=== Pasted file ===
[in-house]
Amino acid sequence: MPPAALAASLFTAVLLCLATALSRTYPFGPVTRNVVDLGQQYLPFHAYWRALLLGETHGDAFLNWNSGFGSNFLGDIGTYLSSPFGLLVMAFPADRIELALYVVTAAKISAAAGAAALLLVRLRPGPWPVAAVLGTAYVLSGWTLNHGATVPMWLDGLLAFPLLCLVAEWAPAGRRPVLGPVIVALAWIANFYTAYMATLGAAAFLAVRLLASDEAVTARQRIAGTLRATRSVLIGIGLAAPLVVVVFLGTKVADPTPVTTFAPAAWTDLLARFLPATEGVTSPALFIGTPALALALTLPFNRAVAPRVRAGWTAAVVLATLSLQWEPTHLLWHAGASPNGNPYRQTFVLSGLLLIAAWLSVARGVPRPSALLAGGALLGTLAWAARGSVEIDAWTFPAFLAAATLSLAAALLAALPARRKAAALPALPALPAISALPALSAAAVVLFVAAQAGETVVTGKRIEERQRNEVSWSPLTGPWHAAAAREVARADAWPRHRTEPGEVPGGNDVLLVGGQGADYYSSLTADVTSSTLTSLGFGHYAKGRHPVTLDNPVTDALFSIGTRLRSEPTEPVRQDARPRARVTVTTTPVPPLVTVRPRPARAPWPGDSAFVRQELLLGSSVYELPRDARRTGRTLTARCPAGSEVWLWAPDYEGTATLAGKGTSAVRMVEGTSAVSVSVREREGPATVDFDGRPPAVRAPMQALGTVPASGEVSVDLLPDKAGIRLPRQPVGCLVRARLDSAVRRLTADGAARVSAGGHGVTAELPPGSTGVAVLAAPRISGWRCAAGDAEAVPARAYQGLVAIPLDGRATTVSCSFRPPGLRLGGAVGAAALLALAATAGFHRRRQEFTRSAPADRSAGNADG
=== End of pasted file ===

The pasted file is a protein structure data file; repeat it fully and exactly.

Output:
[in-house]
Amino acid sequence: MPPAALAASLFTAVLLCLATALSRTYPFGPVTRNVVDLGQQYLPFHAYWRALLLGETHGDAFLNWNSGFGSNFLGDIGTYLSSPFGLLVMAFPADRIELALYVVTAAKISAAAGAAALLLVRLRPGPWPVAAVLGTAYVLSGWTLNHGATVPMWLDGLLAFPLLCLVAEWAPAGRRPVLGPVIVALAWIANFYTAYMATLGAAAFLAVRLLASDEAVTARQRIAGTLRATRSVLIGIGLAAPLVVVVFLGTKVADPTPVTTFAPAAWTDLLARFLPATEGVTSPALFIGTPALALALTLPFNRAVAPRVRAGWTAAVVLATLSLQWEPTHLLWHAGASPNGNPYRQTFVLSGLLLIAAWLSVARGVPRPSALLAGGALLGTLAWAARGSVEIDAWTFPAFLAAATLSLAAALLAALPARRKAAALPALPALPAISALPALSAAAVVLFVAAQAGETVVTGKRIEERQRNEVSWSPLTGPWHAAAAREVARADAWPRHRTEPGEVPGGNDVLLVGGQGADYYSSLTADVTSSTLTSLGFGHYAKGRHPVTLDNPVTDALFSIGTRLRSEPTEPVRQDARPRARVTVTTTPVPPLVTVRPRPARAPWPGDSAFVRQELLLGSSVYELPRDARRTGRTLTARCPAGSEVWLWAPDYEGTATLAGKGTSAVRMVEGTSAVSVSVREREGPATVDFDGRPPAVRAPMQALGTVPASGEVSVDLLPDKAGIRLPRQPVGCLVRARLDSAVRRLTADGAARVSAGGHGVTAELPPGSTGVAVLAAPRISGWRCAAGDAEAVPARAYQGLVAIPLDGRATTVSCSFRPPGLRLGGAVGAAALLALAATAGFHRRRQEFTRSAPADRSAGNADG